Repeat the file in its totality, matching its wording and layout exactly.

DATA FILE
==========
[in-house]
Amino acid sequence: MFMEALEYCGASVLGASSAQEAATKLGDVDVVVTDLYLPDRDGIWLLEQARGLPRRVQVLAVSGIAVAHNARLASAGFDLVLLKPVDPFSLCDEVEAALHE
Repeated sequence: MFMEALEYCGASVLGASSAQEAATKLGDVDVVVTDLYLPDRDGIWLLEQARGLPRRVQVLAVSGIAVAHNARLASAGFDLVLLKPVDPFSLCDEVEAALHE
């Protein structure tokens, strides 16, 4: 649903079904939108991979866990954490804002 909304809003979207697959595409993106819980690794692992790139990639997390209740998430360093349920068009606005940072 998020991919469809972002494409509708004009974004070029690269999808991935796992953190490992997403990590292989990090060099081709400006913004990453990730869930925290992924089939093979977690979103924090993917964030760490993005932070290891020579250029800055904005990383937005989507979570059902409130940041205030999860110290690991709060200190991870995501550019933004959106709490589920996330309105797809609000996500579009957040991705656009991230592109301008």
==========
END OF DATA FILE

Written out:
[in-house]
Amino acid sequence: MFMEALEYCGASVLGASSAQEAATKLGDVDVVVTDLYLPDRDGIWLLEQARGLPRRVQVLAVSGIAVAHNARLASAGFDLVLLKPVDPFSLCDEVEAALHE
Repeated sequence: MFMEALEYCGASVLGASSAQEAATKLGDVDVVVTDLYLPDRDGIWLLEQARGLPRRVQVLAVSGIAVAHNARLASAGFDLVLLKPVDPFSLCDEVEAALHE
């Protein structure tokens, strides 16, 4: 649903079904939108991979866990954490804002 909304809003979207697959595409993106819980690794692992790139990639997390209740998430360093349920068009606005940072 998020991919469809972002494409509708004009974004070029690269999808991935796992953190490992997403990590292989990090060099081709400006913004990453990730869930925290992924089939093979977690979103924090993917964030760490993005932070290891020579250029800055904005990383937005989507979570059902409130940041205030999860110290690991709060200190991870995501550019933004959106709490589920996330309105797809609000996500579009957040991705656009991230592109301008």